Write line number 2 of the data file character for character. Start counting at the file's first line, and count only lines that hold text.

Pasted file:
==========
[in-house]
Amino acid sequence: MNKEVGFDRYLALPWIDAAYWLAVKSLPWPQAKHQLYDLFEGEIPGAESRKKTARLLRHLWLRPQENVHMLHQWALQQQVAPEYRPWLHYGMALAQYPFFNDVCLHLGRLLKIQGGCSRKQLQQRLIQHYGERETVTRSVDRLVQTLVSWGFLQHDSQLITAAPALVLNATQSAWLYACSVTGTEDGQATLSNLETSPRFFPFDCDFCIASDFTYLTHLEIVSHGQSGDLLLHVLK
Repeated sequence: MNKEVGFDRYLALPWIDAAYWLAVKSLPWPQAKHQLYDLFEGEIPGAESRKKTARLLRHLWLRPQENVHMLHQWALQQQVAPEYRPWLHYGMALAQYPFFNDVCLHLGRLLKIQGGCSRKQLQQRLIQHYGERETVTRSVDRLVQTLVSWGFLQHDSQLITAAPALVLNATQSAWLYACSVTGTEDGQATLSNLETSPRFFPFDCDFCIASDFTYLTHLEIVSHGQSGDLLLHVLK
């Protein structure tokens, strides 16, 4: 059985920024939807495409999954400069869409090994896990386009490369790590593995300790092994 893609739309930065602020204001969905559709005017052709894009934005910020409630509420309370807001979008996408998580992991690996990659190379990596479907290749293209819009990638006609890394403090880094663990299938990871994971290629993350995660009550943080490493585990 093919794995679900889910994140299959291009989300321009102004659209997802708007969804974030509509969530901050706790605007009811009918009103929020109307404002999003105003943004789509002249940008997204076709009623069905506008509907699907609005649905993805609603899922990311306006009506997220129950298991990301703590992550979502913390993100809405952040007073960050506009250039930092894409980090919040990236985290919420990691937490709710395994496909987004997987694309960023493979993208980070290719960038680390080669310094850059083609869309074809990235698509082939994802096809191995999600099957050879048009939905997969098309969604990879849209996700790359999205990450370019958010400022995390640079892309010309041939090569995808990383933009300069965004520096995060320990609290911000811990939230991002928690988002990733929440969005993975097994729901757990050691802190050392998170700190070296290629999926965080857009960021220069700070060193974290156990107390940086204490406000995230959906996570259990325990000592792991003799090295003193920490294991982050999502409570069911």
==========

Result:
Amino acid sequence: MNKEVGFDRYLALPWIDAAYWLAVKSLPWPQAKHQLYDLFEGEIPGAESRKKTARLLRHLWLRPQENVHMLHQWALQQQVAPEYRPWLHYGMALAQYPFFNDVCLHLGRLLKIQGGCSRKQLQQRLIQHYGERETVTRSVDRLVQTLVSWGFLQHDSQLITAAPALVLNATQSAWLYACSVTGTEDGQATLSNLETSPRFFPFDCDFCIASDFTYLTHLEIVSHGQSGDLLLHVLK